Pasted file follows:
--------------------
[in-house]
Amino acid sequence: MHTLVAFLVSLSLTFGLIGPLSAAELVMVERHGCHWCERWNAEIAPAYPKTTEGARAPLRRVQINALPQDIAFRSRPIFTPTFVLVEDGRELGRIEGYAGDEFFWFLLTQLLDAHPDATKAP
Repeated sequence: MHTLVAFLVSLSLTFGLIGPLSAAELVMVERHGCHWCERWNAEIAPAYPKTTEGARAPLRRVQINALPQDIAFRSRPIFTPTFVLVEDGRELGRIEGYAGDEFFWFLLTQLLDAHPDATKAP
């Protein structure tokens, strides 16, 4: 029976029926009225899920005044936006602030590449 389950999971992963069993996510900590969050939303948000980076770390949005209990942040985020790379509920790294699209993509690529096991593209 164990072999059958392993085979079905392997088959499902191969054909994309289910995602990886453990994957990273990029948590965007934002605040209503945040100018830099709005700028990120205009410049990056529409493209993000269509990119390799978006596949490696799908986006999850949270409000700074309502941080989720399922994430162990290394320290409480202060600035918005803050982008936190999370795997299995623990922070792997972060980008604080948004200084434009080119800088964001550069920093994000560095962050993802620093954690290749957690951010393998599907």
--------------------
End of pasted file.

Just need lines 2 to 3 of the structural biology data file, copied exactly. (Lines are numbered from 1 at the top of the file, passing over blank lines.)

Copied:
Amino acid sequence: MHTLVAFLVSLSLTFGLIGPLSAAELVMVERHGCHWCERWNAEIAPAYPKTTEGARAPLRRVQINALPQDIAFRSRPIFTPTFVLVEDGRELGRIEGYAGDEFFWFLLTQLLDAHPDATKAP
Repeated sequence: MHTLVAFLVSLSLTFGLIGPLSAAELVMVERHGCHWCERWNAEIAPAYPKTTEGARAPLRRVQINALPQDIAFRSRPIFTPTFVLVEDGRELGRIEGYAGDEFFWFLLTQLLDAHPDATKAP